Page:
Gérard and Andrée Corbiau’s 1994 film Farinelli il Castrato was released in the US twenty years ago this month. At the time of its release, the film received a lot of attention for its use of digital editing to simulate the castrato‘s unique vocal qualities. I took a look at it to see how it holds up as cutting-edge technology and as a drama about some age-old concerns (sex, money, and artistry). Visit The Solute to read the article.
Béla Bartók: Duke Bluebeard’s Castle, Op. 11
Samuel Ramey as Bluebeard
Nancy Maultsby as Judith
Wichita Symphony Orchestra
Daniel Hege, Music Director and Conductor
Marie Allyn King, Stage Director
This past weekend I had the opportunity to hear the Wichita Symphony Orchestra’s performance of Bartók’s 1911 opera with Samuel Ramey in the title role, enhanced by Dale Chihuly’s glass sculptures (seen above). A deeply penetrating psychological study, the opera is based on the fairy tale about a young bride who uncovers her new husband’s bloody secrets, but the text (by Béla Balázs) replaces a literal retelling of the story with one almost completely interior. Productions typically include staging that brings out the symbolism in the text (such as Michael Powell’s 1963 production for West German television that places a nuptial bed at the center of the action), and Chihuly’s sculptures were no exception. The sculptures, in the shape of spears, bulbs, flowers, and more, represented images as diverse as an armory, a hoard of gold and jewels, and a lake of tears.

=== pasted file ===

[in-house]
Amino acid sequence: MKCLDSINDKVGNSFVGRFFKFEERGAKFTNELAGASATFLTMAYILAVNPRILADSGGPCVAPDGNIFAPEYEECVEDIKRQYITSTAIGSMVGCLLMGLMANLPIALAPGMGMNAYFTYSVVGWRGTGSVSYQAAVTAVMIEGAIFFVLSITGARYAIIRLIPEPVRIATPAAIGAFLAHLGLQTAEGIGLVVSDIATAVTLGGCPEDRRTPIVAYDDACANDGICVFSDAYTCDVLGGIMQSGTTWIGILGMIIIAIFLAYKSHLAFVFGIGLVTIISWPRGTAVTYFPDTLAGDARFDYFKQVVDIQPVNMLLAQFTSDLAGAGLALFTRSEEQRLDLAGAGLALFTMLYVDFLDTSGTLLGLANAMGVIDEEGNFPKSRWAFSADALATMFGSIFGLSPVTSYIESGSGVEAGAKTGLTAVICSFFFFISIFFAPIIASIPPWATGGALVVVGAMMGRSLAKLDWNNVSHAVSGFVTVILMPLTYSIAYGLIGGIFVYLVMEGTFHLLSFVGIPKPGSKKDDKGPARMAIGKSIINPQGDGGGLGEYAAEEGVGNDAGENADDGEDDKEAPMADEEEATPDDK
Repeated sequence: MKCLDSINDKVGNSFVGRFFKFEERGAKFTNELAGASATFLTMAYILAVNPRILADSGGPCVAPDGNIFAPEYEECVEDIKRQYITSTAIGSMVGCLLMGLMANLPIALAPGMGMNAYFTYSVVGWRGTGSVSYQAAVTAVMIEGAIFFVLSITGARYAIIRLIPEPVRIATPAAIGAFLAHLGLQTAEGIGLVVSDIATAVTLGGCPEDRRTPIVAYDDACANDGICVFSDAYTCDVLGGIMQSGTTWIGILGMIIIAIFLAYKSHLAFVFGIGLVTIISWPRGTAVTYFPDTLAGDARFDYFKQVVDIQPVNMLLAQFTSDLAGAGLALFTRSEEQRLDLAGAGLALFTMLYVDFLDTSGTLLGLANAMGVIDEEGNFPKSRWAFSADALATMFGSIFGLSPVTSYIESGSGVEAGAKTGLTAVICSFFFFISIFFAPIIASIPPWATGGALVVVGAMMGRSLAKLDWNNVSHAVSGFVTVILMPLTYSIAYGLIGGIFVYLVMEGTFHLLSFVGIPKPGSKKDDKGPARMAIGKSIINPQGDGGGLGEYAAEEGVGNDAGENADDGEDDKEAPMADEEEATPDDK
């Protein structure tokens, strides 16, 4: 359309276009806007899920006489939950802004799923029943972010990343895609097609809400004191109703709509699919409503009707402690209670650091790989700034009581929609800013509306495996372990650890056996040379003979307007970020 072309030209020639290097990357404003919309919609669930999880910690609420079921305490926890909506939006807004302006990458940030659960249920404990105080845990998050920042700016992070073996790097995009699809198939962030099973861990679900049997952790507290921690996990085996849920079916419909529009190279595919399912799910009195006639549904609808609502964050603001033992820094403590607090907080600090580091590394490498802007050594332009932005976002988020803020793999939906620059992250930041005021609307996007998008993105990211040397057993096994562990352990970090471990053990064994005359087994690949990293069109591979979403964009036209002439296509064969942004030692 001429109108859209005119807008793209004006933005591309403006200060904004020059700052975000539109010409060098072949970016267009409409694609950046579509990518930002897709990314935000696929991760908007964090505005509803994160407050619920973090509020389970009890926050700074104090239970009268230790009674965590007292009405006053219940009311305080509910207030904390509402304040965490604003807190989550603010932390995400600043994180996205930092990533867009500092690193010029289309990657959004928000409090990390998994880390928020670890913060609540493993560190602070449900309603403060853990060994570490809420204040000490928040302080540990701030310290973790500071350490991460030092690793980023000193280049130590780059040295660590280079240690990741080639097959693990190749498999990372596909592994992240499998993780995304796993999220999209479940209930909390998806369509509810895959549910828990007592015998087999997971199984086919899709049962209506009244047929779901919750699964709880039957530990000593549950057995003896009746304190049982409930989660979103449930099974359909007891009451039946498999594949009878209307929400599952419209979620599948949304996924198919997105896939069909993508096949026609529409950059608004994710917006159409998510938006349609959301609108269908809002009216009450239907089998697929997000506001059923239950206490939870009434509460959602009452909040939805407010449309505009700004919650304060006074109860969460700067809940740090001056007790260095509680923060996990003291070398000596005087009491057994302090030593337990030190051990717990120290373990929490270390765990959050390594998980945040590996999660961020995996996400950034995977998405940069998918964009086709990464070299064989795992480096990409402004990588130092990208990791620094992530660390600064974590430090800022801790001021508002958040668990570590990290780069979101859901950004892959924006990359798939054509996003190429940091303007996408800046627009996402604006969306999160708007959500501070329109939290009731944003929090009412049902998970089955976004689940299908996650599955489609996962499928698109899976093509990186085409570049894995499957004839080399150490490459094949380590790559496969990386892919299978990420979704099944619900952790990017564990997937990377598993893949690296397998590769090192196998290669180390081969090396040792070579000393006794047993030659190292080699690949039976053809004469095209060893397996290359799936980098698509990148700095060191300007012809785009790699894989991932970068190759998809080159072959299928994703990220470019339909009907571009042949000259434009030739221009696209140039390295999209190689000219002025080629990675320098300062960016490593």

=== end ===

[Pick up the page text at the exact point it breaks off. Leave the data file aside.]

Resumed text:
A particular challenge to the stage director is the ambiguity of the ending; Powell’s direction can be read as an interrogation of coercion and consent, with the clear implication that Judith dies to learn the truth. For the WSO’s performance, Marie Allyn King chose to keep the ending mysterious, allowing the audience to reach their own conclusions. In any case, Judith’s character arc is a tricky path for any actress, and one which Nancy Maultsby successfully threaded, both pushing Bluebeard to uncover his secrets (at one point she turned the tables on Bluebeard with a gesture as simple and economical as a hand raised in denial of him) but fearing what she may uncover. (In this regard, Bluebeard’s Castle has much in common with the sumptuous gothic horror of Roger Corman’s Poe films, making the truth something to be both yearned for and dreaded.) King’s staging and Maultsby’s performance suggested, at least to this viewer, that Judith ultimately fell victim to the powerlessness of being put on a pedestal: the prison of royalty. As Ramey said in a Q&A after the performance, “She was warned!”
Here’s what I wrote for the Wichita Eagle.